Although the lighting can be difficult at times because of the sun being in front of you, planes flying at this airshow do more banking than elsewhere, making for some wonderful shots of the tops of the aircraft. In 2002 they were flying along the orange trajectory I've marked on the map, unfortunately this year they were flying a more west-to-east course. One of the aircraft which did do a lot of banking this year was the Lancaster - on Saturday they flew a great display but it was considerably more subdued on Sunday, and the gossip amongst the photographers was that they'd been told off by the airshow people, for some unknown reason.
Another great reason to attend is the Yankee Air Museum, which hosts the airshow. Their hangar, marked in yellow on the map, doesn't have any complete aircraft in it, but the outside area, shown in purple, has some great planes: historic jets like a T-33 Shooting Star, an F-84 Thunderstreak, F-86 Sabre, F-101 Voodoo, F-102 Delta Dagger, and an F-105 Thunderchief as well as more recently retired planes like an A-7 Corsair II and an F-4 Phantom. When the airshow is on there are also military vehicles brought along by hobbyists and re-enactors. Apart from the military equipment on display, you can also shoot photos from the north side of this outside museum display area, which can allow you to get better lighting, and you'll also be one of very few people there.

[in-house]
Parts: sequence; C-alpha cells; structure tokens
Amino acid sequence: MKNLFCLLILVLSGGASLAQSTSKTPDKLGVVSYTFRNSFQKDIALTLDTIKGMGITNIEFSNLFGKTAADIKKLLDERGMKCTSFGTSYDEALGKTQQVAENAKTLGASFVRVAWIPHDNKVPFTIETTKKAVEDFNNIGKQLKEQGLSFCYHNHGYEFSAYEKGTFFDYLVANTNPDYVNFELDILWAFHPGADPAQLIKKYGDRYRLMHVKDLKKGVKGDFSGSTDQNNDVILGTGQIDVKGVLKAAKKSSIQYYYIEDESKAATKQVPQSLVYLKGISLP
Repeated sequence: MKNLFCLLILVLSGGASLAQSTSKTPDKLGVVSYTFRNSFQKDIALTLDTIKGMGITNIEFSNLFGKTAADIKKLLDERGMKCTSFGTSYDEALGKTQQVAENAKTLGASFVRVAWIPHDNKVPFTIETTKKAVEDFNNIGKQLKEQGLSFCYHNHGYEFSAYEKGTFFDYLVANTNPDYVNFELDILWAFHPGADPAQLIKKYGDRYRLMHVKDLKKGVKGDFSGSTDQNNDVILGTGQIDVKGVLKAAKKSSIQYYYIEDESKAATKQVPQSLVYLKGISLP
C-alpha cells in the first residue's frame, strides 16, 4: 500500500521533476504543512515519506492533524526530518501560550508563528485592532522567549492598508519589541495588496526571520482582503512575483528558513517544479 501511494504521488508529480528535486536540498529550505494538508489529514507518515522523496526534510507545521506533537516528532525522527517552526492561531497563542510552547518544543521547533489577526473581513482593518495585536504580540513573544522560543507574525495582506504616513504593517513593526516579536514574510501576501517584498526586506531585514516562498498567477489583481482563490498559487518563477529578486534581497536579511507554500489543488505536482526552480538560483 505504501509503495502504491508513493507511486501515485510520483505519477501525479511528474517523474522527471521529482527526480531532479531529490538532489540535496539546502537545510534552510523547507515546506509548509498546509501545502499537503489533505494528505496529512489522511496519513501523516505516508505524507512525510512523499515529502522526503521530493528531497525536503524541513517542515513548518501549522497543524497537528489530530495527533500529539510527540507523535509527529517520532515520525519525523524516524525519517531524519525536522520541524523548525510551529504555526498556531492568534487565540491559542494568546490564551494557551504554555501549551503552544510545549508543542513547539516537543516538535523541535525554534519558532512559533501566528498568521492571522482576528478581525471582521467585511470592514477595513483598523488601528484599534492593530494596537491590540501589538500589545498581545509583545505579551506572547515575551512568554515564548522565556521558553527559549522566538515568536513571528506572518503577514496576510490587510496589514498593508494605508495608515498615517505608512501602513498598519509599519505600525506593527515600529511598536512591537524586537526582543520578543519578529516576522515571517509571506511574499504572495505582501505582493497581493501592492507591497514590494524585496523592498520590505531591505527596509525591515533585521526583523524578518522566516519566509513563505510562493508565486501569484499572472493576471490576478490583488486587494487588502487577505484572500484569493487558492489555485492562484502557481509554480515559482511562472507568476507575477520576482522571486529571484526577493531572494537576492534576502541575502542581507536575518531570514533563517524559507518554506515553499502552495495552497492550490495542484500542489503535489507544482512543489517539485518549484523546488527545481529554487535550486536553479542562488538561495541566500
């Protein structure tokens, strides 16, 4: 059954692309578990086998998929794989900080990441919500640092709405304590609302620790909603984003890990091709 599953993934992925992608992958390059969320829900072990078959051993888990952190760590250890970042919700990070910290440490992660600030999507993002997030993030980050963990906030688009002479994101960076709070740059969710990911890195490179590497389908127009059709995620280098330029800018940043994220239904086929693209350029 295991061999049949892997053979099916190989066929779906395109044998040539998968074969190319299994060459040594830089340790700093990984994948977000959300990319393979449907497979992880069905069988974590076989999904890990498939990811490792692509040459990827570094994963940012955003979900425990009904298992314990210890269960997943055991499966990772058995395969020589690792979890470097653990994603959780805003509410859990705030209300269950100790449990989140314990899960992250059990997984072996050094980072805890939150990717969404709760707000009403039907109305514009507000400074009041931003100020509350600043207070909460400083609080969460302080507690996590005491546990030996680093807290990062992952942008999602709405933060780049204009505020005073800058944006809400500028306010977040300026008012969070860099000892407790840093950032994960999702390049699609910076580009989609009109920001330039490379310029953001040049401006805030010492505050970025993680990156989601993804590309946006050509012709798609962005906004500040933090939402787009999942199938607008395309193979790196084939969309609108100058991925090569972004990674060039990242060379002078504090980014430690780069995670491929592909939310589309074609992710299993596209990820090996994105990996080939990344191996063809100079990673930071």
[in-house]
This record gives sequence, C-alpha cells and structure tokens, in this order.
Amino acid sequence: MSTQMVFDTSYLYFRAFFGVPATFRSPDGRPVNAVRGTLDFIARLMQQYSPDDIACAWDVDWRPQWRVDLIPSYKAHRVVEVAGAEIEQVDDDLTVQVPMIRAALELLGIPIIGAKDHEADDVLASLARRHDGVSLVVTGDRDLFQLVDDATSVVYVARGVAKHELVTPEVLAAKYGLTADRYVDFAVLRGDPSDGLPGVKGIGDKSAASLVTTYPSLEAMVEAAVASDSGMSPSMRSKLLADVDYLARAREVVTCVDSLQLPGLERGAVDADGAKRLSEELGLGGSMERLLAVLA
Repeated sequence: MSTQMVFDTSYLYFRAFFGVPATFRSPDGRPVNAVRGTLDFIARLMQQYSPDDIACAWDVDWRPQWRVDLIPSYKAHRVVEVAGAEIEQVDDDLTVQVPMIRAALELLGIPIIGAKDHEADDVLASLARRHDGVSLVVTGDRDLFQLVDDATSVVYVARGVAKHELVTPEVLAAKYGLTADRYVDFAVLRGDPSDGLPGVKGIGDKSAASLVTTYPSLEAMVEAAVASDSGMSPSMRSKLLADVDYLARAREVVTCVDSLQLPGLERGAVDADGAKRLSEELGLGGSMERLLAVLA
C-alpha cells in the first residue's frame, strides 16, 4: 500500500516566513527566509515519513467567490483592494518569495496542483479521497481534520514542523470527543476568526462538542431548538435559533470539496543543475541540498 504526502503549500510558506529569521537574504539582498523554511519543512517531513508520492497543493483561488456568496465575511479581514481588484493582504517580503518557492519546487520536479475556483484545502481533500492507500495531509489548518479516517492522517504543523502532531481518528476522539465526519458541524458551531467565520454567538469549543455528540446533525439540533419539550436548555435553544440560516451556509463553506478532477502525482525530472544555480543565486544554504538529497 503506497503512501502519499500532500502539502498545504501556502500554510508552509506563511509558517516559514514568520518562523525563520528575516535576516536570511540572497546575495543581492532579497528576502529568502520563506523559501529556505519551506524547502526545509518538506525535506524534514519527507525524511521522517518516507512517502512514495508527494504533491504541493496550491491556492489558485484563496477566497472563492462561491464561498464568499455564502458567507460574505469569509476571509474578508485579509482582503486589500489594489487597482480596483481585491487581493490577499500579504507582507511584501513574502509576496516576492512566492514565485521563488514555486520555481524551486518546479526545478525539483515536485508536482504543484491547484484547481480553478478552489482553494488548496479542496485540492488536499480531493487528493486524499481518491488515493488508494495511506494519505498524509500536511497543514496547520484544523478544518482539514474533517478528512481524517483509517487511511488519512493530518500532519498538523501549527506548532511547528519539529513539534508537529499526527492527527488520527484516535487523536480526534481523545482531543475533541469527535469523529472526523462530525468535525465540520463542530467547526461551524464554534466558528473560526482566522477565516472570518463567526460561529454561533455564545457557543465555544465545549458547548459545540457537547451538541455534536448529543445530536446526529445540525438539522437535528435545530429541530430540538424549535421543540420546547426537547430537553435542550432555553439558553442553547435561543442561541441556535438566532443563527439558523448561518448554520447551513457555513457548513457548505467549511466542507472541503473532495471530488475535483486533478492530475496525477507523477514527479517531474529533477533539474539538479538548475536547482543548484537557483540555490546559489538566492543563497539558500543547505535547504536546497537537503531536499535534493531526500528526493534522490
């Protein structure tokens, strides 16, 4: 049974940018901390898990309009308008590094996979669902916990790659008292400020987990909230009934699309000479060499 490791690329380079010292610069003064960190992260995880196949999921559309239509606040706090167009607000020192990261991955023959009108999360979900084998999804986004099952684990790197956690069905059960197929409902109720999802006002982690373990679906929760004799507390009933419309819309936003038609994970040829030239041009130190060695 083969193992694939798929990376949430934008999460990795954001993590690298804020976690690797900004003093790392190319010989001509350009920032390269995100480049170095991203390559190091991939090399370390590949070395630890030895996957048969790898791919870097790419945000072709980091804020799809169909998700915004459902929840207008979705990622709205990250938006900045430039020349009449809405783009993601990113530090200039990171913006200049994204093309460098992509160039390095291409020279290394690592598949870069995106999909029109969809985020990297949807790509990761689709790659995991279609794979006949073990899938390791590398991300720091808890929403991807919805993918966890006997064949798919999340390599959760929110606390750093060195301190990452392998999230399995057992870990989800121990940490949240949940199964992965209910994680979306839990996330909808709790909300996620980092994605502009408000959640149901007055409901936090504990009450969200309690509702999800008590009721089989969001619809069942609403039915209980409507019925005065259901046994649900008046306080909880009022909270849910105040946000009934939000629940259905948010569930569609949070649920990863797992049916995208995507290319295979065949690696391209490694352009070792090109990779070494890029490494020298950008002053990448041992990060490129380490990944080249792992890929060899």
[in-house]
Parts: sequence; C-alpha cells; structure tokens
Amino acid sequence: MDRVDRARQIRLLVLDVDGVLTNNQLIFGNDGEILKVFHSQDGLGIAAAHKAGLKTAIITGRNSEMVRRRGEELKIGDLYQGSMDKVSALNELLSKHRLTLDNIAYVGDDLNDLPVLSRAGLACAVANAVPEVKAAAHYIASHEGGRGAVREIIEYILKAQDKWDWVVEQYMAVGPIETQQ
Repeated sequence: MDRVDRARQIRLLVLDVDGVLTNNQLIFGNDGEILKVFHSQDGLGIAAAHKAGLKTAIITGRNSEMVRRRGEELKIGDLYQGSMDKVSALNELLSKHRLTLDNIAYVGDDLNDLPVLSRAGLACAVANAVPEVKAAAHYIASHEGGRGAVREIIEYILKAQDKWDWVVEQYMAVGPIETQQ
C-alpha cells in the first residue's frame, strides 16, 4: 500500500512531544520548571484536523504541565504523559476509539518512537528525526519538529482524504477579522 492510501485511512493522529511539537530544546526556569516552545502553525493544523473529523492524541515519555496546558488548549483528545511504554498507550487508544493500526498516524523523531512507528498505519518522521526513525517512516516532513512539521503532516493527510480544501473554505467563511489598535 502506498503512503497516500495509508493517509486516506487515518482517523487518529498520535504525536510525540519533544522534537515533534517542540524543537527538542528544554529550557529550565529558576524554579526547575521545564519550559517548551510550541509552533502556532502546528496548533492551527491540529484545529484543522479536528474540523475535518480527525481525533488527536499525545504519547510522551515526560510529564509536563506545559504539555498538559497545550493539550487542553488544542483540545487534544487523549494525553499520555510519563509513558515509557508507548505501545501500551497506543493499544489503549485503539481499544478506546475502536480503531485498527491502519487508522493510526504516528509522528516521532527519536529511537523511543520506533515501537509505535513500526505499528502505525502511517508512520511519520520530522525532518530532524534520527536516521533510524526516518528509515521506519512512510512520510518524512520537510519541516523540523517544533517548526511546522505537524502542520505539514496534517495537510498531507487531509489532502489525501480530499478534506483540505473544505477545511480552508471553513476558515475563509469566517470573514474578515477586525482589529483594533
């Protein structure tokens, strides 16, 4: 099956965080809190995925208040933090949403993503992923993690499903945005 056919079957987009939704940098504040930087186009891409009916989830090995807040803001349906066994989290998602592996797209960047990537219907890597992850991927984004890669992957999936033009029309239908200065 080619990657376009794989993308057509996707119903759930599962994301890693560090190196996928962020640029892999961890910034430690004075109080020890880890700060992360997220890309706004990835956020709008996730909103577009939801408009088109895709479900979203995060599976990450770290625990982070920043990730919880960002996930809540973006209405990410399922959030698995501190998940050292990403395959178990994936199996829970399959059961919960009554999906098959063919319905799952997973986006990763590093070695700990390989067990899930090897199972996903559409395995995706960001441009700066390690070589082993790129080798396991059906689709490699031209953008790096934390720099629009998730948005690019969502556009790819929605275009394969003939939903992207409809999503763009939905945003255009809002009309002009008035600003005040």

As well as smaller aircraft, the museum has some larger planes, none more so than the B-52 bomber displayed conspicuously at the entrance to the display area. Fittingly, there's an example of the aircraft for which this huge airport was constructed during world war two - a PB4Y Privateer, the maritime patrol (or "Patrol Bomber", hence the initials) version of the B-24 Liberator. Unlike the B-24, the PB4Y has a single vertical tail, and it also has a stretched fuselage to house extra electronics, as well as blister turrets similar to a Catalina. During the war, General Motors built the Willow Run airfield and a huge production line for the manufacture of B-24s and, although slow to get started, it eventually delivered an enormous number of aircraft. The final bomber on show is a B-57 Canberra jet bomber, one of the very few British aircraft used by the United States after world war two. Finally, there are several large historic cargo aircraft, like a Douglas DC-6 and a British four-engined Argosy cargo plane, which is very rarely seen in the United States - the only other one I know of anywhere is a very nicely restored one near Blenheim, in New Zealand. You can tour inside the Willow Run Argosy at no cost, and even go up into the cockpit.